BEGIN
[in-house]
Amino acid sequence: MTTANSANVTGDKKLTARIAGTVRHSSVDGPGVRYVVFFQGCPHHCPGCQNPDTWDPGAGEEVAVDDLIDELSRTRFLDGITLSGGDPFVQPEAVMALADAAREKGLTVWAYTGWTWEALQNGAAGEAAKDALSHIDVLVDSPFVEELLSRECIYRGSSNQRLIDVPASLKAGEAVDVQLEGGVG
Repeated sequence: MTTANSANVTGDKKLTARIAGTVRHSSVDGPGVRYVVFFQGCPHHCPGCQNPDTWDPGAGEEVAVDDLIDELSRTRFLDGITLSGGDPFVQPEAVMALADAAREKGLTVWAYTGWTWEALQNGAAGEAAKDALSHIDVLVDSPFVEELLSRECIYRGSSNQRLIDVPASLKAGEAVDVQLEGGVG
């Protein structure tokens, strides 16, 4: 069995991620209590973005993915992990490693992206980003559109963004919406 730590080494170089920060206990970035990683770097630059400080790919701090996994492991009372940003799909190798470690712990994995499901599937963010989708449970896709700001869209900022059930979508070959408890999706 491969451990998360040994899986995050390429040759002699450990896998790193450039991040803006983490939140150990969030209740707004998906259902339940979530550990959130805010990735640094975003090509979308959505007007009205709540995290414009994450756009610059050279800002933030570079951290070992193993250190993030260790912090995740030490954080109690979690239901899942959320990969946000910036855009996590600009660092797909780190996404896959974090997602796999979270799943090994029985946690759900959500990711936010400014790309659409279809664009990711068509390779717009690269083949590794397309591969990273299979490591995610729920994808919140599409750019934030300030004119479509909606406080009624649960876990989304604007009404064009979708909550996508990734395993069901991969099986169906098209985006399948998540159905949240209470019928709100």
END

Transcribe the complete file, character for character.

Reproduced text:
[in-house]
Amino acid sequence: MTTANSANVTGDKKLTARIAGTVRHSSVDGPGVRYVVFFQGCPHHCPGCQNPDTWDPGAGEEVAVDDLIDELSRTRFLDGITLSGGDPFVQPEAVMALADAAREKGLTVWAYTGWTWEALQNGAAGEAAKDALSHIDVLVDSPFVEELLSRECIYRGSSNQRLIDVPASLKAGEAVDVQLEGGVG
Repeated sequence: MTTANSANVTGDKKLTARIAGTVRHSSVDGPGVRYVVFFQGCPHHCPGCQNPDTWDPGAGEEVAVDDLIDELSRTRFLDGITLSGGDPFVQPEAVMALADAAREKGLTVWAYTGWTWEALQNGAAGEAAKDALSHIDVLVDSPFVEELLSRECIYRGSSNQRLIDVPASLKAGEAVDVQLEGGVG
């Protein structure tokens, strides 16, 4: 069995991620209590973005993915992990490693992206980003559109963004919406 730590080494170089920060206990970035990683770097630059400080790919701090996994492991009372940003799909190798470690712990994995499901599937963010989708449970896709700001869209900022059930979508070959408890999706 491969451990998360040994899986995050390429040759002699450990896998790193450039991040803006983490939140150990969030209740707004998906259902339940979530550990959130805010990735640094975003090509979308959505007007009205709540995290414009994450756009610059050279800002933030570079951290070992193993250190993030260790912090995740030490954080109690979690239901899942959320990969946000910036855009996590600009660092797909780190996404896959974090997602796999979270799943090994029985946690759900959500990711936010400014790309659409279809664009990711068509390779717009690269083949590794397309591969990273299979490591995610729920994808919140599409750019934030300030004119479509909606406080009624649960876990989304604007009404064009979708909550996508990734395993069901991969099986169906098209985006399948998540159905949240209470019928709100």